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- 1 Ladies and Gentlemen, Load Your Media!
- 2 Meet the Tribe
- 2.1 Language and Time
- 2.2 Create Users
- 2.3 Disk Setup
- 2.4 Install!
- 2.5 Last-Minute Decisions...
Ladies and Gentlemen, Load Your Media!
All right boys and girls, this is it! Pop in your Chakra CD. You might have to set up your BIOS to allow you to boot from DVD; consult the manual for your motherboard. What, you don't have it? No big deal; most mobo user manuals are available online in PDF format. You might have to Google it. Anyway...
Your Cherimoya CD will boot to a screen that prompts you to select your language, followed by the "Start" screen. Choose "Start (including nonfree drivers)"... but wait, that probably needs a bit of explanation. "Nonfree" doesn't mean that the drivers cost money, it just means that the human-readable source code is not available. In Linux Land we prefer stuff that comes with the source code (we call that "free as in freedom"), but your computer may have some hardware for which free as in freedom drivers aren't available, or if they are they're not very good. My computer, for instance, has an Nvidia graphics card in it. Nvidia provides exellent support in the form of drivers for Linux, and the drivers are free as in beer (that means they don't cost any money!). But they're not free as in freedom. There are free community drivers available, but they don't work as well as the proprietary Nvidia drivers. There's other hardware (a lot of wireless cards come to mind) that won't work at all without proprietary drivers. When you go to boot from the live CD, it automagically detects what hardware you have and installs drivers. Choosing the nonfree option means that any nonfree drivers will be included.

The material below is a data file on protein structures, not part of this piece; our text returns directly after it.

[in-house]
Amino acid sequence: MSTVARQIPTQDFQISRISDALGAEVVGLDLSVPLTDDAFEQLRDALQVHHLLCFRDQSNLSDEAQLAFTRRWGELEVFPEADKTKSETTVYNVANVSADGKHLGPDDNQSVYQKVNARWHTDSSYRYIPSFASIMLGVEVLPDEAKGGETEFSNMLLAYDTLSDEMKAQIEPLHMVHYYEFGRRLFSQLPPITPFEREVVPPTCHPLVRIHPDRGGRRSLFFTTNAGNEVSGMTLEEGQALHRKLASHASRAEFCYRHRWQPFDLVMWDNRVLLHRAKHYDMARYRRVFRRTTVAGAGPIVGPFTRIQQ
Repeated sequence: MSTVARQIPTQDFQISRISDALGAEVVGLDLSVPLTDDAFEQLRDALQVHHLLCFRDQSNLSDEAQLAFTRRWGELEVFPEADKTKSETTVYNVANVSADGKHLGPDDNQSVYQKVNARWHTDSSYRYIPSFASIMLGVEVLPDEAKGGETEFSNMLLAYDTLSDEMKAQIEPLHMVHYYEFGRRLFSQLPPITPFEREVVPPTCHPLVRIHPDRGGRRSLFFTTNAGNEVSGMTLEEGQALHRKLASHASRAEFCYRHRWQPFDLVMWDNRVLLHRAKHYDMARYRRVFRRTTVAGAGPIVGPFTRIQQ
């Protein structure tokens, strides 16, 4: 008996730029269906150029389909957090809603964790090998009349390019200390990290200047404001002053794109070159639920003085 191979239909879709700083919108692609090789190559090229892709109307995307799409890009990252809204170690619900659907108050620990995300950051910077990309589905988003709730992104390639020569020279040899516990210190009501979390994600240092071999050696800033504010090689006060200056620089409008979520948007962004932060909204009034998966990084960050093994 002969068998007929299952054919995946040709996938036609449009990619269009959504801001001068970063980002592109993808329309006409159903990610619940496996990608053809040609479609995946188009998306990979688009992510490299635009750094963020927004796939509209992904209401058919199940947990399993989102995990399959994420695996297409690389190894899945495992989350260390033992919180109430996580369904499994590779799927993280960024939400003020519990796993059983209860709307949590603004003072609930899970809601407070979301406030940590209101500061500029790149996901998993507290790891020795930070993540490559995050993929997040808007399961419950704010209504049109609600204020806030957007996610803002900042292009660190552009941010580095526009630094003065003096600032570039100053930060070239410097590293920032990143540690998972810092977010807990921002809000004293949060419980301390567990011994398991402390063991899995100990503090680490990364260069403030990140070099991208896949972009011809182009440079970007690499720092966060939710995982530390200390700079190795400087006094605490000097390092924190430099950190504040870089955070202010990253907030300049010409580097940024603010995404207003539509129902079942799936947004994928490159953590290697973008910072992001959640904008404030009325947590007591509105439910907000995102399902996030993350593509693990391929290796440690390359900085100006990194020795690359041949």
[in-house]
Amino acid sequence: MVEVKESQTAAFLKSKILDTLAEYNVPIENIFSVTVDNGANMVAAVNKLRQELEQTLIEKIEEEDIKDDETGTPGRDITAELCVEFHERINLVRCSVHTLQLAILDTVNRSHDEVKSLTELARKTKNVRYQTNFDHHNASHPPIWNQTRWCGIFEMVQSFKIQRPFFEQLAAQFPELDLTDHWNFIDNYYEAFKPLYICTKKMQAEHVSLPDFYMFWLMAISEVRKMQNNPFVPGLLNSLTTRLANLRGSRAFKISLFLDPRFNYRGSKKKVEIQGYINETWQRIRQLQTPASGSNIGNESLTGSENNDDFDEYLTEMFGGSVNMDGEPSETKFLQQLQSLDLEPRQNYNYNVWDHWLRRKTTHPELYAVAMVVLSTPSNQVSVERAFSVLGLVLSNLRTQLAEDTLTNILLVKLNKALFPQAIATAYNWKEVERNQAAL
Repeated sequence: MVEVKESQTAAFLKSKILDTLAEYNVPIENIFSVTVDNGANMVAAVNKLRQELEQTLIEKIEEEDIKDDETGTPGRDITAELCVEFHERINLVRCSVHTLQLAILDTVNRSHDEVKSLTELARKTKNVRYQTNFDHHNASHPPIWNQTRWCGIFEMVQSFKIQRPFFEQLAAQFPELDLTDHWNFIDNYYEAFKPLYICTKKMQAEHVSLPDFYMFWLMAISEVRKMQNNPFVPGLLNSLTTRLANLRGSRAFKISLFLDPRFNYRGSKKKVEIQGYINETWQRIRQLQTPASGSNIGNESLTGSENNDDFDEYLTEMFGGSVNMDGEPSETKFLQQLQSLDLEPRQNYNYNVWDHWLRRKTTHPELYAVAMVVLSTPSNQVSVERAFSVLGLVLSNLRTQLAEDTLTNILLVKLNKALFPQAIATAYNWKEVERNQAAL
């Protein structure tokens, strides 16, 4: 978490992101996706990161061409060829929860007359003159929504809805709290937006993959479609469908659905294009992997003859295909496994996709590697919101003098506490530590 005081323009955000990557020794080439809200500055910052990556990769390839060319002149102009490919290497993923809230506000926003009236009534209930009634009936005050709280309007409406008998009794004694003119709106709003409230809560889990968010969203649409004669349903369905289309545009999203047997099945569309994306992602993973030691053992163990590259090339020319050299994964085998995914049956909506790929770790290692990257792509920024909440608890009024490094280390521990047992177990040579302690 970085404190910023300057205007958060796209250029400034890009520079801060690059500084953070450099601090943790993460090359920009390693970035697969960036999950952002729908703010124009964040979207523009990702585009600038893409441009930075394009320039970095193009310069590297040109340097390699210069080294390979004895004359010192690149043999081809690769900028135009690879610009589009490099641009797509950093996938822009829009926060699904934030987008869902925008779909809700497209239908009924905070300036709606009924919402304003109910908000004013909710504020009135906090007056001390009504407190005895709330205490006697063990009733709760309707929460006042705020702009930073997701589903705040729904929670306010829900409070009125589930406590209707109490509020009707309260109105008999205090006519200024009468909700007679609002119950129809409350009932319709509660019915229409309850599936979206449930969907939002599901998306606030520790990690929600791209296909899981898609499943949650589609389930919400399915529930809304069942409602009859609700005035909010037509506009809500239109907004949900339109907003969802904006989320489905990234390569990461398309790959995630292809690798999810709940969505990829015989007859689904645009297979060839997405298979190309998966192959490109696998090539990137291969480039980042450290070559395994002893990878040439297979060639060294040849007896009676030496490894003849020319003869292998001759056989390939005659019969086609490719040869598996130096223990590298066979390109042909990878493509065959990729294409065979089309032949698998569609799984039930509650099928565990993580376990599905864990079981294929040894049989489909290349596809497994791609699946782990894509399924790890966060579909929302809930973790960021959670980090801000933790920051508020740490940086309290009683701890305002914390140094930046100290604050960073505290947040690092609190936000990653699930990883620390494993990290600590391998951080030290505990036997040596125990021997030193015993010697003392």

Hit "Enter". It'll take a few minutes to boot up, and when it's done you'll be looking at the following screen:
That's the KDE 4.6 desktop environment, folks, with Chakra's custom wallpaper and a bunch of extra icons in the Folder View to help you get started. If you want to just run from the live CD for awhile without actually installing it on anything you can certainly do that... if it prompts you for a password try “root”. Everything will work, and if you're using a USB stick instead of a CD you can even save your settings! Most people, however, will have a much better experience with a real installation.